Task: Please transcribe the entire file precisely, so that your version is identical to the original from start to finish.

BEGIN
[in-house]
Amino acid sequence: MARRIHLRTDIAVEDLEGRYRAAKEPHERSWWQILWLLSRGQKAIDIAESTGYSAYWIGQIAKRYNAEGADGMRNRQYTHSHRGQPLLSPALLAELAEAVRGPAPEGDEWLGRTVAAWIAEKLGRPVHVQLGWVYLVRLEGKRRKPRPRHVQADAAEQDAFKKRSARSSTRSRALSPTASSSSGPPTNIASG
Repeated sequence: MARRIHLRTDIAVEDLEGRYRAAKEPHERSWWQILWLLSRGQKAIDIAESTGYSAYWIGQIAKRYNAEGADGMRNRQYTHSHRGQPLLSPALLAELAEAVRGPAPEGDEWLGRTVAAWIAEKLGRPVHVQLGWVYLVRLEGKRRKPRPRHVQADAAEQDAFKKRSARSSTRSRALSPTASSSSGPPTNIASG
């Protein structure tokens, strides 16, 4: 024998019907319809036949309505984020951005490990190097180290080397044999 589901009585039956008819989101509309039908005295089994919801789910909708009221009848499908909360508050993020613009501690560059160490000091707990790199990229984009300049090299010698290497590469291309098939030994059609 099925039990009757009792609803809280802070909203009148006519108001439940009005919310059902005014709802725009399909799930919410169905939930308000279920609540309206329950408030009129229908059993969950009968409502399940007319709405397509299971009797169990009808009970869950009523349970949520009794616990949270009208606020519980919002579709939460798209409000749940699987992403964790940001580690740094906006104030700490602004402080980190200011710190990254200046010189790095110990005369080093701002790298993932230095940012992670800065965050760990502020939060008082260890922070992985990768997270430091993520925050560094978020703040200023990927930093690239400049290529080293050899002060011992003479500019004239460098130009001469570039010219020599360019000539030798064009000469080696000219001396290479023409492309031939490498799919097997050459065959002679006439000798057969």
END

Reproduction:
[in-house]
Amino acid sequence: MARRIHLRTDIAVEDLEGRYRAAKEPHERSWWQILWLLSRGQKAIDIAESTGYSAYWIGQIAKRYNAEGADGMRNRQYTHSHRGQPLLSPALLAELAEAVRGPAPEGDEWLGRTVAAWIAEKLGRPVHVQLGWVYLVRLEGKRRKPRPRHVQADAAEQDAFKKRSARSSTRSRALSPTASSSSGPPTNIASG
Repeated sequence: MARRIHLRTDIAVEDLEGRYRAAKEPHERSWWQILWLLSRGQKAIDIAESTGYSAYWIGQIAKRYNAEGADGMRNRQYTHSHRGQPLLSPALLAELAEAVRGPAPEGDEWLGRTVAAWIAEKLGRPVHVQLGWVYLVRLEGKRRKPRPRHVQADAAEQDAFKKRSARSSTRSRALSPTASSSSGPPTNIASG
């Protein structure tokens, strides 16, 4: 024998019907319809036949309505984020951005490990190097180290080397044999 589901009585039956008819989101509309039908005295089994919801789910909708009221009848499908909360508050993020613009501690560059160490000091707990790199990229984009300049090299010698290497590469291309098939030994059609 099925039990009757009792609803809280802070909203009148006519108001439940009005919310059902005014709802725009399909799930919410169905939930308000279920609540309206329950408030009129229908059993969950009968409502399940007319709405397509299971009797169990009808009970869950009523349970949520009794616990949270009208606020519980919002579709939460798209409000749940699987992403964790940001580690740094906006104030700490602004402080980190200011710190990254200046010189790095110990005369080093701002790298993932230095940012992670800065965050760990502020939060008082260890922070992985990768997270430091993520925050560094978020703040200023990927930093690239400049290529080293050899002060011992003479500019004239460098130009001469570039010219020599360019000539030798064009000469080696000219001396290479023409492309031939490498799919097997050459065959002679006439000798057969």